Firms governed by politically conservative boards of directors pay their CEOs more money than do firms with more liberal-leaning boards.
That’s the conclusion of a new study on the impact of political ideology in the boardroom by Abhinav Gupta, an assistant professor of management at the University of Washington Foster School of Business.
Gupta also finds an ideological disparity in the degree to which directors link pay to merit. Relative to their liberal counterparts, conservative-leaning boards tie CEO pay more closely to firm performance. They offer bigger financial rewards after periods of strong earnings or stock returns, and impose harsher penalties after periods of weak performance.
But meritocracy has its limits—in this case a lower limit. The study indicates that even the poorest performing chief executive will fare no worse with a conservative board setting his compensation than he would with a liberal board.
“Our findings suggest that conservatives are more likely to believe CEOs have a lot of influence on firm performance,” Gupta says, “while liberals are more likely to attribute firm performance to social structures, market conditions and broader environmental factors.”
How much is a CEO worth to an organization?
It’s a hotly debated question in American fiscal discourse, especially as the pay gap between chief executives and frontline workers grows ever vaster.
Of course, this debate is largely academic for all but the few whose votes really matter: the corporate directors who set compensation packages for their firms’ senior leadership.
Boards have a fiduciary responsibility to ensure that CEOs are paid the appropriate amount to serve the best interest of shareholders. But what’s “appropriate” is highly subjective.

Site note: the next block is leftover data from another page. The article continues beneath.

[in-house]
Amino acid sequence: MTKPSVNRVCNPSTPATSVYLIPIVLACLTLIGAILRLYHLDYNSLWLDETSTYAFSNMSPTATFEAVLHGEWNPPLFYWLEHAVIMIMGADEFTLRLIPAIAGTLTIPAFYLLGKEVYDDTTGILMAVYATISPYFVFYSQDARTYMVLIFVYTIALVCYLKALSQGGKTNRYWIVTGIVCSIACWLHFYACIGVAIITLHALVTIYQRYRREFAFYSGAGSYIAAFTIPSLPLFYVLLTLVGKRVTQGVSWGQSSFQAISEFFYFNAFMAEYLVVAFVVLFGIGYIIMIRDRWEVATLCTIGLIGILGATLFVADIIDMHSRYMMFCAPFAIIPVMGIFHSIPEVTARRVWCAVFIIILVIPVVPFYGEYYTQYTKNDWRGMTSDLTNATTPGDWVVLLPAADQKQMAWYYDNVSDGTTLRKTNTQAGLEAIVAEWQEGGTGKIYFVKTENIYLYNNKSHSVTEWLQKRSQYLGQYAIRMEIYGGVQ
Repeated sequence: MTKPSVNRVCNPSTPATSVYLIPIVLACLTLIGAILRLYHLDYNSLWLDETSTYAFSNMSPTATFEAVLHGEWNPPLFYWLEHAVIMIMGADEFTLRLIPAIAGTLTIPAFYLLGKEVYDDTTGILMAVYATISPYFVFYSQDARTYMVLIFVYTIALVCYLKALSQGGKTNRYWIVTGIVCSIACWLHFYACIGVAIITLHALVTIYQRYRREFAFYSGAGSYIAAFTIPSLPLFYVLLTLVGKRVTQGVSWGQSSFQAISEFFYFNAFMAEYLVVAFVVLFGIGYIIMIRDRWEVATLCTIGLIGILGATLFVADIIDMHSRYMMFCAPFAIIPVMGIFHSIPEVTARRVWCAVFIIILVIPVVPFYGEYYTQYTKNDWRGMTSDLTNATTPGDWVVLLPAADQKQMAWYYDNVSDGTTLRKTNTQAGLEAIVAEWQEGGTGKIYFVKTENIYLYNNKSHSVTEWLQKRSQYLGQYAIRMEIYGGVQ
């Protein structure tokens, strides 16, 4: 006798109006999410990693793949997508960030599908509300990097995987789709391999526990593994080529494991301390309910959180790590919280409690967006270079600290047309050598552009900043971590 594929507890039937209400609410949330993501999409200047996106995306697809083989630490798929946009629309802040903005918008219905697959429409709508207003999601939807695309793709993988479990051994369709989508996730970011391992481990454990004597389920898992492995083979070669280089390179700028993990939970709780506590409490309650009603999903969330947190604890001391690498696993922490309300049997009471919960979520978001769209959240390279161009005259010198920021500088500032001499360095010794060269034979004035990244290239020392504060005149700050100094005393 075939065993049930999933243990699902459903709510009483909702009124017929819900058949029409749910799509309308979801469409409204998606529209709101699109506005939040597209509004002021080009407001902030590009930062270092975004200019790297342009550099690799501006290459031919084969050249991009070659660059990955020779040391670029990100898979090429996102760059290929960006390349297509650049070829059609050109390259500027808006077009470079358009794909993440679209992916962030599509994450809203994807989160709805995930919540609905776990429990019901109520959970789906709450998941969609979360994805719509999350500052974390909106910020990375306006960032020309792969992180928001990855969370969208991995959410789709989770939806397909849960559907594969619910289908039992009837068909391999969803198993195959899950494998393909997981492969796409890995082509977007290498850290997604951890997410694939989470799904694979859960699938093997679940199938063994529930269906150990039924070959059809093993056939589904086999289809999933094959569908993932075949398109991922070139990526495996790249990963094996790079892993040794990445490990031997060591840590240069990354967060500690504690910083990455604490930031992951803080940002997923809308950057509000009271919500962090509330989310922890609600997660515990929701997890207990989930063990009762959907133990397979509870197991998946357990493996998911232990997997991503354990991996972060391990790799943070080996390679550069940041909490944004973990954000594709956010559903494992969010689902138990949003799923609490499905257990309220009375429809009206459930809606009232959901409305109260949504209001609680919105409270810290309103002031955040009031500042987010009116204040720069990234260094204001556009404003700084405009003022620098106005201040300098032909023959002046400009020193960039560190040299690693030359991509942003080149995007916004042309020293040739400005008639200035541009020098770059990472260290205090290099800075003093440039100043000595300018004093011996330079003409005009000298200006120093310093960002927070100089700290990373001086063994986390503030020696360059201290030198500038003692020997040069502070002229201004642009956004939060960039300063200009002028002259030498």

“Pay is the most observable manifestation of directors’ biases about how much CEOs matter to the success of their organizations,” Gupta says.
He wondered if those biases might be directed by political beliefs.
The elephant (or donkey) in the boardroom
To find out, Gupta collaborated with Adam Wowak of the University of Notre Dame. The researchers tracked the pay and performance of more than 4,000 CEOs of S&P 1500 firms from 1998 to 2013. They also tallied donations by those firms’ corporate directors to political parties and candidates over the same period, establishing an ideology score for each board along the left-right spectrum.
To create an apples-to-apples comparison of CEO pay, they controlled for firm size, age, industry, sales growth and other factors in compensation decisions. This allowed them to isolate the relative effect of political ideology on CEO pay across a wide range of public companies, from Amazon to Zoetis.
After leveling the landscape, Gupta and Wowak found that conservative boards, on average, paid their CEOs four percent more money than liberal boards paid theirs. This translates to approximately $140,000 in additional compensation for the typical chief executive.
When they factored recent firm performance into the equation, they found that good times brought an even bigger premium in compensation. After a period of strong earnings or increased market capitalization, conservative boards paid their CEOs 18 percent more than CEOs who report to liberal boards.
The difference in CEO pay across liberal and conservative boards was much smaller, however, following poor performance.
Know your biases
What’s going on here?
Gupta credits the observed conservative pay premium to a philosophical difference in the way that liberals and conservatives view the impact of individual leaders.
“Directors’ political ideologies shape their perceptions of how much—or how little—CEOs matter to a firm’s profitability and survival,” he says. “We find evidence that conservative boards are more inclined to believe that the fortunes of an organization hinge on the actions of its CEO. And this higher assessment of CEO impact translates into higher CEO pay.”
He adds that conservative directors would argue this is good governance. After all, it is their responsibility to recruit and retain uniquely talented CEOs, a task that takes on heightened importance when CEOs matter—or are perceived to matter—a great deal to the organizations they lead.
Gupta suggests that corporate directors should be aware that their political beliefs are shaping their views and influencing their approach to governance, which is supposed to be rational and objective.
“Political biases creep into these really important decisions. To understand that this is happening is informative,” he says. “The question is: if you knew about your biases, would it make you more reflective? Would it alter your behavior?”
“The Elephant (or Donkey) in the Boardroom: How Board Political Ideology Affects CEO Pay” is forthcoming in the journal Administrative Science Quarterly.